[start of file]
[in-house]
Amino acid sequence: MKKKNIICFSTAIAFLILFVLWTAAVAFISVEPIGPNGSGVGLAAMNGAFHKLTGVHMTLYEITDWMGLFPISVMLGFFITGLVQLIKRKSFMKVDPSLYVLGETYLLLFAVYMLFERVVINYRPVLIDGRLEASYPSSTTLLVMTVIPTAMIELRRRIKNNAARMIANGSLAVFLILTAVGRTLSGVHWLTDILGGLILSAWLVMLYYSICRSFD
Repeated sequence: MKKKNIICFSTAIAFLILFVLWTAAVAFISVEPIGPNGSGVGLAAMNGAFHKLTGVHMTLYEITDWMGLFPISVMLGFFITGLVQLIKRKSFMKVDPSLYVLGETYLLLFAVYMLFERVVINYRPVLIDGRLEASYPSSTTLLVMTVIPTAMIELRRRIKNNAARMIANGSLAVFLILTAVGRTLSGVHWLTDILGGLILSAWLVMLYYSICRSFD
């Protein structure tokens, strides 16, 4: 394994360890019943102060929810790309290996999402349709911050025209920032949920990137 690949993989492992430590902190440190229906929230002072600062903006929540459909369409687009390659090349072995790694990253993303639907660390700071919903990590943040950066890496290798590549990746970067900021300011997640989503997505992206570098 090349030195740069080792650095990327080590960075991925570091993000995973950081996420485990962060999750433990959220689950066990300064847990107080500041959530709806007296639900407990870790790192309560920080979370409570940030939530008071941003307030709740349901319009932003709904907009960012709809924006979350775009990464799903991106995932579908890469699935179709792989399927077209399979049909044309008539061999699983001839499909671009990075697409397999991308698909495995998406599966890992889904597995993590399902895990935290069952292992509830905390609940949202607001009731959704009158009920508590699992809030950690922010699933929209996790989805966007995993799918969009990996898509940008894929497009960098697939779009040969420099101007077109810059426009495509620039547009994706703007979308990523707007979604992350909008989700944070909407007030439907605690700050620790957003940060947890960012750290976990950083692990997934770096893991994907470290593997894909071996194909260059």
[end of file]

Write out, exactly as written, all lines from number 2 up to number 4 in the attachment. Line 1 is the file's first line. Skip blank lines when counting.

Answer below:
Amino acid sequence: MKKKNIICFSTAIAFLILFVLWTAAVAFISVEPIGPNGSGVGLAAMNGAFHKLTGVHMTLYEITDWMGLFPISVMLGFFITGLVQLIKRKSFMKVDPSLYVLGETYLLLFAVYMLFERVVINYRPVLIDGRLEASYPSSTTLLVMTVIPTAMIELRRRIKNNAARMIANGSLAVFLILTAVGRTLSGVHWLTDILGGLILSAWLVMLYYSICRSFD
Repeated sequence: MKKKNIICFSTAIAFLILFVLWTAAVAFISVEPIGPNGSGVGLAAMNGAFHKLTGVHMTLYEITDWMGLFPISVMLGFFITGLVQLIKRKSFMKVDPSLYVLGETYLLLFAVYMLFERVVINYRPVLIDGRLEASYPSSTTLLVMTVIPTAMIELRRRIKNNAARMIANGSLAVFLILTAVGRTLSGVHWLTDILGGLILSAWLVMLYYSICRSFD
């Protein structure tokens, strides 16, 4: 394994360890019943102060929810790309290996999402349709911050025209920032949920990137 690949993989492992430590902190440190229906929230002072600062903006929540459909369409687009390659090349072995790694990253993303639907660390700071919903990590943040950066890496290798590549990746970067900021300011997640989503997505992206570098 090349030195740069080792650095990327080590960075991925570091993000995973950081996420485990962060999750433990959220689950066990300064847990107080500041959530709806007296639900407990870790790192309560920080979370409570940030939530008071941003307030709740349901319009932003709904907009960012709809924006979350775009990464799903991106995932579908890469699935179709792989399927077209399979049909044309008539061999699983001839499909671009990075697409397999991308698909495995998406599966890992889904597995993590399902895990935290069952292992509830905390609940949202607001009731959704009158009920508590699992809030950690922010699933929209996790989805966007995993799918969009990996898509940008894929497009960098697939779009040969420099101007077109810059426009495509620039547009994706703007979308990523707007979604992350909008989700944070909407007030439907605690700050620790957003940060947890960012750290976990950083692990997934770096893991994907470290593997894909071996194909260059």